This wonderful photograph has an occupational theme. However, it is a mystery as to what exactly the men in this photograph do for a living. The previous owner of this image asserted that that them men are roofers. It is likely that the women and children in the photograph are residents of the work site or famiy members of the workmen. The name “Odway” or “Ordway” is written on the reverse of the photograph. “Odway” is a last name and “Ordway” is the name of a town in Colorado. Unfortunately, the name of the photographer or the location the photograph was taken are unknown.
This large format cabinet card features a thick bearded man wearing a band or fraternal uniform holding a clarinet at his side. His uniform suggests that he is a member of a band or a fraternal organization. He is wearing a bag strapped over his left shoulder. Could that bag be his clarinet case? This photograph was produced by the Newcomb studio in Salt Lake City, Utah. Photographer Scott Newcomb operated out of the 162 South Main Street address listed on the bottom of this cabinet card. According to reference site Langdon Road, Scott Newcomb was a photographer in Salt Lake from the 1890s until 1905. A photographer named Marion W. Newcomb (1851-?) also was active at an unknown address in Salt Lake City during the cabinet card era. It is likely that the two men were relatives as one source noted that a female photographer, Flossie Newcomb, was from a family of photographers in Salt Lake City. Flossie operated her own studio in Vernal, Utah in 1906 and married noted photographer Fred Hartsook.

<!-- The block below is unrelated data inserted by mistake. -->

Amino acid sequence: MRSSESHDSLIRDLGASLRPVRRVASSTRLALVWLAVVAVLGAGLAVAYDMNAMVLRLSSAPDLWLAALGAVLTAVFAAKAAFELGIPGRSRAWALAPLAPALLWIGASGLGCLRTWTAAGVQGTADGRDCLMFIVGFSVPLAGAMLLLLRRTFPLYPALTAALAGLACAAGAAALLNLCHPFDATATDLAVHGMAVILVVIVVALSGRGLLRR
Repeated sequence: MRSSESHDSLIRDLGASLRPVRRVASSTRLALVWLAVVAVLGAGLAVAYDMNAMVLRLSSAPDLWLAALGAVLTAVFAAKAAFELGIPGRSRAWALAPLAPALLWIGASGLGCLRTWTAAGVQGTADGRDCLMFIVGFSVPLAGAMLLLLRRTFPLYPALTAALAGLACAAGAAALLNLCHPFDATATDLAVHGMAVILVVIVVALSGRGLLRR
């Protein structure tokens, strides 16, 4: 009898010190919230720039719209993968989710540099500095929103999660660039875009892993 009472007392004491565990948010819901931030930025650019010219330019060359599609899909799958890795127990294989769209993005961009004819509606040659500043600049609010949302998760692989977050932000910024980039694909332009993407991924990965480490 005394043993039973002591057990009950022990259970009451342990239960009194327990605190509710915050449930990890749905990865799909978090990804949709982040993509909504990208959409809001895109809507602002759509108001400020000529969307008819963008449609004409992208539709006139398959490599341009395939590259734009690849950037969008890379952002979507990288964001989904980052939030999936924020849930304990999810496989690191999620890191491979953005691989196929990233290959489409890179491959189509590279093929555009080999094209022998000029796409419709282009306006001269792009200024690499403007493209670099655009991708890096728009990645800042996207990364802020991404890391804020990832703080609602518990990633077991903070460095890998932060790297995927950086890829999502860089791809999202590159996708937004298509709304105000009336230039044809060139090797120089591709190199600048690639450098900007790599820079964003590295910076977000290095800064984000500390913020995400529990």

This cabinet card portrait of actress Lottie Gilson was produced by celebrated New York City photographer, Aime Dupont. Gilson is perched on a pedestal and this image is a bit risque for its era. Note Miss Gilson’s coy smile, her exposed neck, relativesly low cut dress, the straps on her arms, and the leggy view. Gilson’s nickname, “the little magnet” is written on the reverse of the photograph. Also on the back of the cabinet card is a stamp from “Culver Pictures” which was a company that supplied photographs to the media for a price. Lottie Gilson (1871-1912) was a popular comedienne and vaudeville singer born in Basil, Switzerland. She was called “the little magnet” because of her popularity with audiences and her ability to propel the sales of sheet music. Her musical hits included “The Sunshine of Paradise Alley” and “The Little Lost Child”. The date of her theatrical debut is unknown but it is certain that she performed at the Bowery’s Old National Theatre in 1884. She later performed in many of New York’s theaters and was the top soubrette of her day. She is noted as the originator of the stunt of having a boy come out of the balcony singing along with one of her songs. This became a common vaudeville routine. The San Francisco Call (1900) reported Gilson’s third wedding (she was only twenty nine at the time). The article also mentioned that her first husband was sent to the penitentiary for setting her hat on fire. The New York Times (1912) printed an obituary for Gilson. They reported that she had been out of the public eye for five years prior to her sudden death. Another source states that she died after years of self destructive behavior, illness, and depression. To view other photographs by Dupont, click on the category “Photographer: Dupont”.